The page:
One of the best bits of advice I was ever given as a teenager, while working at a horticultural college, was to pick certain crops little and often. Doing this ensures edibles are at the peak of perfection, avoids gluts and encourages plants to keep on producing until the end of the growing season. Well, this tip is certainly pertinent at the moment with many crops reaching maturing. Among them are courgettes…read on for my advice on how to harvest this indispensible veggie.
Courgettes are one of the most productive veggies you can grow with a single plant capable of producing four to five fruit per week, from July until early autumn. To ensure plants keep churning fruit out it’s important to harvest regularly, which will encourage new ones to grow in their place. If you forget to pick them, plants tend to run out of steam, while the remaining fruit will swell up like marrows and taste absolutely horrible.
As a general rule, courgettes are best eaten when they are young, measuring around 10cm (4in) in length. Remove fruit from stems with a sharp knife, taking care to avoid cutting your hands on the spines that arm some varieties.
Cauliflowers bought from shops in summer are always gleaming white but home grown ones are often tainted by a yellowish tinge due to too much sunlight. Those growing summer cauliflowers can protect their crops by snapping a few leaves so they can be bent over the developing curds (the edible bit) – use the same technique for shielding autumn and winter varieties from frost. As far as I’m concerned this is the easiest way to protect cauliflower curds but I’ve seen more elaborate methods. For example, on one allotment the plot holder had punched a few holes in the leaves with a knife, bent them inwards and then ‘stitched’ them together with garden twine.
Parsley is indispensible culinary herb that comes in two main forms – flat and curly-leaved – both can be sown now for leaves that will be ready for harvesting in autumn. Scatter seeds thinly over a large pot filled with seed compost, aiming to leave about 2.5cm (1in) between each – don’t worry if some are closer, you can thin them out later.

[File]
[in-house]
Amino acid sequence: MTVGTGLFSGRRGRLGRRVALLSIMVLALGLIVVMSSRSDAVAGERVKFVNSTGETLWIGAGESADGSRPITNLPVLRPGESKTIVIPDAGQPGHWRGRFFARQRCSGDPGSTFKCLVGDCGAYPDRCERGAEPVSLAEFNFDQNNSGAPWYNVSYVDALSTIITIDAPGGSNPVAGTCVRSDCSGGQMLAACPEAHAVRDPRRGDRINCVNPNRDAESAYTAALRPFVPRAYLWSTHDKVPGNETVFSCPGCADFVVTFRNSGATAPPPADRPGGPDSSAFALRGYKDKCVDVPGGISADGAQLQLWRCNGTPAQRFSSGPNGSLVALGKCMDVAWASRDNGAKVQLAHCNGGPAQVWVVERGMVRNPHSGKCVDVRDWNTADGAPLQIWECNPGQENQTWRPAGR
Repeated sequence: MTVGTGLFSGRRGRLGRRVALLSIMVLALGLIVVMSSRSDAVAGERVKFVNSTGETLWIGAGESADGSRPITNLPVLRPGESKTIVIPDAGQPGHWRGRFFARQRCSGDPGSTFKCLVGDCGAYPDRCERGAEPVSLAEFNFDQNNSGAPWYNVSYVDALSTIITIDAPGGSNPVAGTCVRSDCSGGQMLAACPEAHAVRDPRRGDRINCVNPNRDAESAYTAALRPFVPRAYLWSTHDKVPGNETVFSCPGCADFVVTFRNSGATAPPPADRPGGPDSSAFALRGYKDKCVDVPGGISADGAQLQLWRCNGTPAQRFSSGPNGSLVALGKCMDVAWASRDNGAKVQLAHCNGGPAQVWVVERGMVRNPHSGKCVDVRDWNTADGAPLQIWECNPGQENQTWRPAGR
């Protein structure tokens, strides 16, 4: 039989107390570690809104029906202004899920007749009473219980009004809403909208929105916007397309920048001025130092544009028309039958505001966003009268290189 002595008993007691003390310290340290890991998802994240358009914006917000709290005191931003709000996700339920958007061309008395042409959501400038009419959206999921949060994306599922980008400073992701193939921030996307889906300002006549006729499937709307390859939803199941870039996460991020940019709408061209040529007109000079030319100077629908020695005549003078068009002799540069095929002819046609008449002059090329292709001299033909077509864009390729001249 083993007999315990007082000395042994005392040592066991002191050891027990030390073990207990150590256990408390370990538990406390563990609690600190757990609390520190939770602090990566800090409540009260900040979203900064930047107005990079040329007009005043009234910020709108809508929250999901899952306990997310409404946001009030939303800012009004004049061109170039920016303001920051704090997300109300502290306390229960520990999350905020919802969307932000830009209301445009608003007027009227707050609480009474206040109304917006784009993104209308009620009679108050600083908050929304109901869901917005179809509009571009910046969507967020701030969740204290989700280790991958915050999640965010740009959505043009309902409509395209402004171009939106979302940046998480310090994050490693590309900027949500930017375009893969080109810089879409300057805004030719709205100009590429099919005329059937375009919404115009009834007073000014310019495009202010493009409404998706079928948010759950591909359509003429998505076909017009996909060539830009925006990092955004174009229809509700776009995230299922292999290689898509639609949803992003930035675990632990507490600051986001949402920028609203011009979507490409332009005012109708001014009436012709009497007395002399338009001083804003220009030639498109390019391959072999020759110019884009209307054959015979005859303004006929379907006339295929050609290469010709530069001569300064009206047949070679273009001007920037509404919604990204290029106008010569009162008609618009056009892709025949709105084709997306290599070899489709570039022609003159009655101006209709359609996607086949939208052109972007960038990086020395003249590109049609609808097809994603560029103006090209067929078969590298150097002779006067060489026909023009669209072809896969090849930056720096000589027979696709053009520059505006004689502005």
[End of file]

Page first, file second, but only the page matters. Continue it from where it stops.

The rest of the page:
Cover with a 1cm (½in) layer of finely sieved compost and water gently. Put the pot in a sheltered spot to allow seeds to germinate – a coldframe, greenhouse, front porch or a similar place is ideal. Thin out seedlings when they are large enough to handle, leaving about 2.5cm (1in) between plants.
Prevent tomatoes splitting
Tomato plants will be bearing lots of fruit over the next few weeks. Hopefully they’ll be nice and intact, but many gardeners have experienced the disappointment of finding the skin of their tomatoes has split or cracked.
There are two main causes – over watering or under watering. Over watering or too much rain, results in the inside of fruit swelling up faster than the outside. However, the stop/start of allowing compost or soil to dry out, before giving them a big drink, will have a similar effect. Of course, there’s nothing you can do to control rainfall, but try to avoid problems by maintaining a constant level of moisture.
Take herb cuttings
Many seasoned gardeners have never taken cuttings as they consider it a tricky business. Well, some techniques are complicated but anyone who is apprehensive should try taking cuttings of herbs, such as thyme, rosemary, sage and lemon verbena. Remove healthy shoot tips that are about 10cm (4in) long, trim off the lower leaves and cut cleanly beneath a leaf joint. Stick five or six cuttings in a 7.5cm (3in) pot of well-drained compost, water and label. Slip a clear plastic bag over the pot, held in place with an elastic band. Place in a light spot and the cuttings should have produced roots within 4-6 weeks.